Richard Todd was in the middle of a fairly strong run of movies when he made Venetian Bird – he’d recently come off The Hasty Heart and Stage Fright, and The Dam Busters was still ahead of him. As Mercer he was a solid leading presence, although I’m not sure he really got across the ambiguity of the character – Mercer is referred to as having taken part in certain illicit activities in Italy in earlier times. Still, he was personable enough and handled the physical stuff satisfactorily. Eva Bartok’s biggest Hollywood role was in Robert Siodmak’s The Crimson Pirate, made the same year, but I’m most familiar with her from a handful of British pictures. She had a fairly substantial part in this film as the principal link to Uccello, and does quite well – we’re never 100% sure where her loyalties lie and she managed the internal conflict of the character successfully enough. George Coulouris was always a welcome face in the movies and is good value as the local police chief. The other notable roles are filled, with variable success, by John Gregson and Sid James. You wouldn’t automatically think of either of these men as first choices to play Italians, particularly if you’re familiar with their body of work in British cinema. As such, it’s hard not to be distracted by their presence. In support, there are good turns from Walter Rilla (father of director Wolf Rilla) and Margot Grahame.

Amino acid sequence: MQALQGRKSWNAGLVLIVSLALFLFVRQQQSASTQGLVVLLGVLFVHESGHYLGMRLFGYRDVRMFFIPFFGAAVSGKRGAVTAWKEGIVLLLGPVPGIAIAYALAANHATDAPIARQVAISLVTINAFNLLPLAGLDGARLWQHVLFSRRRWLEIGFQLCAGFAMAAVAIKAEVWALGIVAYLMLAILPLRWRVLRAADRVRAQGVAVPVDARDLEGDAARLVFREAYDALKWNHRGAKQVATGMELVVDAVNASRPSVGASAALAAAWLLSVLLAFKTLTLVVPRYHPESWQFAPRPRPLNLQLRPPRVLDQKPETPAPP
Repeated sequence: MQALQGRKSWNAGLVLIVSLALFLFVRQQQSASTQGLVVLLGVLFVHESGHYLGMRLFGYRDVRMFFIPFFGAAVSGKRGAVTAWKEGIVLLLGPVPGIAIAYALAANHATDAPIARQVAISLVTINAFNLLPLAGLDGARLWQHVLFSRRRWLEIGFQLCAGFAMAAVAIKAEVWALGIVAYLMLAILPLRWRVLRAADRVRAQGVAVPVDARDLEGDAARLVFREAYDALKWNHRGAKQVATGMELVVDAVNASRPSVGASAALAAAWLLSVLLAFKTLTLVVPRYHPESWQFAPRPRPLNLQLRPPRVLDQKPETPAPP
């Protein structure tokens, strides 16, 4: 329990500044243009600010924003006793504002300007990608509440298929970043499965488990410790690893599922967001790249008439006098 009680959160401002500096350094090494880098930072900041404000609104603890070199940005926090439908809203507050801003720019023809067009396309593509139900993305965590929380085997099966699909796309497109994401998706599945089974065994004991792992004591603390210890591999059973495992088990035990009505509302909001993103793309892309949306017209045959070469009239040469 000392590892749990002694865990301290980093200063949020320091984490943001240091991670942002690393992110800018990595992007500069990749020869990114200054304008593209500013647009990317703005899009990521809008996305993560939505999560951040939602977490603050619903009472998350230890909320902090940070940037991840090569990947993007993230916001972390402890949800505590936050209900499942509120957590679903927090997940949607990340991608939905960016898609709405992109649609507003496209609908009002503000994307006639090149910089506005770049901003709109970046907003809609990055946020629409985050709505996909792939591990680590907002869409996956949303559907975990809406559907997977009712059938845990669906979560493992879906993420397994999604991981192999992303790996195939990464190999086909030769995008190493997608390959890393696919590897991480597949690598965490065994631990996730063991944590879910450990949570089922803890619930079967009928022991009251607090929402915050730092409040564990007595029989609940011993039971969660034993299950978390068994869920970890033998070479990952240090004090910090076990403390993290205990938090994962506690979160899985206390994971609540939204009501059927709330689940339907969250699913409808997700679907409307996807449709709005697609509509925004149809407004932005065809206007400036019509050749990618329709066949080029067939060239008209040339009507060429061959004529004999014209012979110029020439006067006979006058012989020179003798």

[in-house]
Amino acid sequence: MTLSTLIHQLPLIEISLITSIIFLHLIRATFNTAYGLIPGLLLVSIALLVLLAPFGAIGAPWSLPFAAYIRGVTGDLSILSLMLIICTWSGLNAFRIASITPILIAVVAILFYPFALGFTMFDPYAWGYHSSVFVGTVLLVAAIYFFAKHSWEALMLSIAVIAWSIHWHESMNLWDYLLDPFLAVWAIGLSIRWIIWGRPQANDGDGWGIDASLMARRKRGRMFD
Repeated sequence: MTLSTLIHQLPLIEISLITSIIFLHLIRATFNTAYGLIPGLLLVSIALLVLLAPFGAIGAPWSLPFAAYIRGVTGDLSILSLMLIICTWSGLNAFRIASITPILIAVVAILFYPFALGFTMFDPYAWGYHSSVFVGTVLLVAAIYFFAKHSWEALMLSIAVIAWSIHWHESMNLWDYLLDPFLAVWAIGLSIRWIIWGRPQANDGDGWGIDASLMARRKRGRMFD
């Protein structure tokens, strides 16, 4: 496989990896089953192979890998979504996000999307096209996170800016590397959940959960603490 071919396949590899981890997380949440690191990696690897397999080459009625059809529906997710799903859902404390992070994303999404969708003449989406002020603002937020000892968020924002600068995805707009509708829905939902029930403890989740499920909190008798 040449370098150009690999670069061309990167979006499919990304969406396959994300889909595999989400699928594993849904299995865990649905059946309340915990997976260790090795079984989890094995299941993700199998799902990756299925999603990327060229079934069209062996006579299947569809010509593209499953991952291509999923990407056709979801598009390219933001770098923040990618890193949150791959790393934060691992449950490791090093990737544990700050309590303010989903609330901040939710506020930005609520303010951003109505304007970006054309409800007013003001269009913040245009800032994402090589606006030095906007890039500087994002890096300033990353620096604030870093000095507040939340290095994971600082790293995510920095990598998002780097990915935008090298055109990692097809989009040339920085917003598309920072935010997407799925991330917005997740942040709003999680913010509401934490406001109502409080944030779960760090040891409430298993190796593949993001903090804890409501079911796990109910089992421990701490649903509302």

Venetian Bird was a Rank production and wasn’t the easiest movie to see for a long time. I used to own a promo DVD which came free with a Greek newspaper some years ago but the transfer was a poor one with a pronounced green hue. It’s recently been released in the UK by Strawberry Media (AKA Spirit) who distribute certain Rank/ITV titles. The disc is a vanilla affair containing just the movie and no extras whatsoever. The print used is in pretty good condition with no serious damage on view. Contrast seems to be set at the right level with nighttime scenes looking suitably inky and atmospheric. It has to be said that this company isn’t always the most reliable when it comes to aspect ratios but that’s obviously not an issue here with a 1952 movie. I’m not going to try making a case that Venetian Bird is a top British thriller but it is a solid and entertaining mid-range effort that’s professionally made. Overall, I think it’s an unpretentious film which flirts round the boundaries of noir. I always enjoy British movies of this period and the location shooting is a nice bonus. While it’s no lost classic, it’s worth checking out and it’s not at all a bad way to pass an hour and a half.